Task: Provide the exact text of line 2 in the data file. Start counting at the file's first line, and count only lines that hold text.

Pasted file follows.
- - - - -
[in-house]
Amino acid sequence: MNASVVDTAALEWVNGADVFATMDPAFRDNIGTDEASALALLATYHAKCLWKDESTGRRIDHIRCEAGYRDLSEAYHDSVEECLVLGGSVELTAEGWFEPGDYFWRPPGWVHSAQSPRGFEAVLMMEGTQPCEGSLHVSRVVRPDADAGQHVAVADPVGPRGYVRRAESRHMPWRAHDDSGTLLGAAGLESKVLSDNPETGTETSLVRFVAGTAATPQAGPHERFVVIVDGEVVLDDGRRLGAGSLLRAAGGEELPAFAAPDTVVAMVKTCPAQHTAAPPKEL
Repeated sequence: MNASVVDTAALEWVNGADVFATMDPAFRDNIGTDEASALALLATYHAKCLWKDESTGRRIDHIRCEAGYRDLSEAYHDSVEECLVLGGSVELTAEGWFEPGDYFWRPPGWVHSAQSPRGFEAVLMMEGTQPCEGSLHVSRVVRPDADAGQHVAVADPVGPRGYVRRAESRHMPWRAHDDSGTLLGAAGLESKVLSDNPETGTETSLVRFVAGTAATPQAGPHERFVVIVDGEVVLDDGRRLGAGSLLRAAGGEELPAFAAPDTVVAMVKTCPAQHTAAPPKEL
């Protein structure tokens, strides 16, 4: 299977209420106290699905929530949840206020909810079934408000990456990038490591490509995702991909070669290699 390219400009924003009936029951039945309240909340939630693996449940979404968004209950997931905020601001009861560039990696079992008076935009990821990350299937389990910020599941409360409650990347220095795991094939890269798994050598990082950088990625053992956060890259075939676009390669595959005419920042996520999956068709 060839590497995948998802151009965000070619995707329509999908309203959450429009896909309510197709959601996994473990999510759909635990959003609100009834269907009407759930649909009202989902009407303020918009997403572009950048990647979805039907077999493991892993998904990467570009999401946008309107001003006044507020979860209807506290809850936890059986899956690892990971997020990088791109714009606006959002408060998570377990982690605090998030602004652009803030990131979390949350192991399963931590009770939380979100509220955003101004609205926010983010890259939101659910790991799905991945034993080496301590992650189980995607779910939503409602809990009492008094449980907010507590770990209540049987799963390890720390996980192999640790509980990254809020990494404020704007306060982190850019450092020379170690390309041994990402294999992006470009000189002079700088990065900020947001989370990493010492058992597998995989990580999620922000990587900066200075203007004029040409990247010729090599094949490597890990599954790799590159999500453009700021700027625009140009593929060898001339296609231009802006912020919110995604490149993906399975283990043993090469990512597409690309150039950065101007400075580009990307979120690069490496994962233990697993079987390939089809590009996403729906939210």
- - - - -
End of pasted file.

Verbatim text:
Amino acid sequence: MNASVVDTAALEWVNGADVFATMDPAFRDNIGTDEASALALLATYHAKCLWKDESTGRRIDHIRCEAGYRDLSEAYHDSVEECLVLGGSVELTAEGWFEPGDYFWRPPGWVHSAQSPRGFEAVLMMEGTQPCEGSLHVSRVVRPDADAGQHVAVADPVGPRGYVRRAESRHMPWRAHDDSGTLLGAAGLESKVLSDNPETGTETSLVRFVAGTAATPQAGPHERFVVIVDGEVVLDDGRRLGAGSLLRAAGGEELPAFAAPDTVVAMVKTCPAQHTAAPPKEL